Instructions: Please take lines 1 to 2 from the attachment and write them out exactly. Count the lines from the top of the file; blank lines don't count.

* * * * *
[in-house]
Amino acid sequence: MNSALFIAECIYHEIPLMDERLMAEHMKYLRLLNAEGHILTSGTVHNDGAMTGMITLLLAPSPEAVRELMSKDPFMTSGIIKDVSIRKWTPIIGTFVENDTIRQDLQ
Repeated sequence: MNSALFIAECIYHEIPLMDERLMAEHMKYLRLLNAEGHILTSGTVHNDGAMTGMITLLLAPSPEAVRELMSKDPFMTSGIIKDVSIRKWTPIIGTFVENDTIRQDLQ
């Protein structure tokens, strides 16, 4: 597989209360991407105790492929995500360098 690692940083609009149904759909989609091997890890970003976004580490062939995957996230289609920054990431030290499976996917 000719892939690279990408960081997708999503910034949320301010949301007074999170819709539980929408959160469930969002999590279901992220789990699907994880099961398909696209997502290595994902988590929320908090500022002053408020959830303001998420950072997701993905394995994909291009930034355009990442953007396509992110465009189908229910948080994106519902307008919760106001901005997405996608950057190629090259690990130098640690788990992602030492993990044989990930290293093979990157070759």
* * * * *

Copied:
[in-house]
Amino acid sequence: MNSALFIAECIYHEIPLMDERLMAEHMKYLRLLNAEGHILTSGTVHNDGAMTGMITLLLAPSPEAVRELMSKDPFMTSGIIKDVSIRKWTPIIGTFVENDTIRQDLQ